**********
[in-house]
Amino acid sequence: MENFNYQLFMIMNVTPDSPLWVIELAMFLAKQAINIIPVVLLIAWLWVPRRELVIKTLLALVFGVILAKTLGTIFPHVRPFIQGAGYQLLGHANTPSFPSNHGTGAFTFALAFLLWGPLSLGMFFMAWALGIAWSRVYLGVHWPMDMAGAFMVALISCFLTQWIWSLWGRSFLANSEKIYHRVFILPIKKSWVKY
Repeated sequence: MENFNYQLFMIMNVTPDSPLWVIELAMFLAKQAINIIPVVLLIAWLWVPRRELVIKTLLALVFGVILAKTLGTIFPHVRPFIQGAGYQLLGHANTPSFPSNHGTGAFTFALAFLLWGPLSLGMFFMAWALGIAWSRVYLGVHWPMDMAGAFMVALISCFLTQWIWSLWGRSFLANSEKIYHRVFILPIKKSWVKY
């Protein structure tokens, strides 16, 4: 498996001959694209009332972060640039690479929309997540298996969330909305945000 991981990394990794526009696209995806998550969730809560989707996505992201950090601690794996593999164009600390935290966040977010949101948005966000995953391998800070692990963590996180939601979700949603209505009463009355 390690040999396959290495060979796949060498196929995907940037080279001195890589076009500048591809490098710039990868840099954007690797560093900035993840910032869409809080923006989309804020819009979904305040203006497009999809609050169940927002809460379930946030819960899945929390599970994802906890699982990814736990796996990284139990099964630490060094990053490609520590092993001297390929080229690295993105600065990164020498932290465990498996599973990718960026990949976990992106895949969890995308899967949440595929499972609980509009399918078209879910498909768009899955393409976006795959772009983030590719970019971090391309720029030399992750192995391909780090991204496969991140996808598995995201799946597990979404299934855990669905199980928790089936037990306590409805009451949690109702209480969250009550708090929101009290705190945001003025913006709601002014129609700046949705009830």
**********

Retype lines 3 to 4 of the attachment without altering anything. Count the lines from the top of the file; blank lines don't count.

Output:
Repeated sequence: MENFNYQLFMIMNVTPDSPLWVIELAMFLAKQAINIIPVVLLIAWLWVPRRELVIKTLLALVFGVILAKTLGTIFPHVRPFIQGAGYQLLGHANTPSFPSNHGTGAFTFALAFLLWGPLSLGMFFMAWALGIAWSRVYLGVHWPMDMAGAFMVALISCFLTQWIWSLWGRSFLANSEKIYHRVFILPIKKSWVKY
């Protein structure tokens, strides 16, 4: 498996001959694209009332972060640039690479929309997540298996969330909305945000 991981990394990794526009696209995806998550969730809560989707996505992201950090601690794996593999164009600390935290966040977010949101948005966000995953391998800070692990963590996180939601979700949603209505009463009355 390690040999396959290495060979796949060498196929995907940037080279001195890589076009500048591809490098710039990868840099954007690797560093900035993840910032869409809080923006989309804020819009979904305040203006497009999809609050169940927002809460379930946030819960899945929390599970994802906890699982990814736990796996990284139990099964630490060094990053490609520590092993001297390929080229690295993105600065990164020498932290465990498996599973990718960026990949976990992106895949969890995308899967949440595929499972609980509009399918078209879910498909768009899955393409976006795959772009983030590719970019971090391309720029030399992750192995391909780090991204496969991140996808598995995201799946597990979404299934855990669905199980928790089936037990306590409805009451949690109702209480969250009550708090929101009290705190945001003025913006709601002014129609700046949705009830």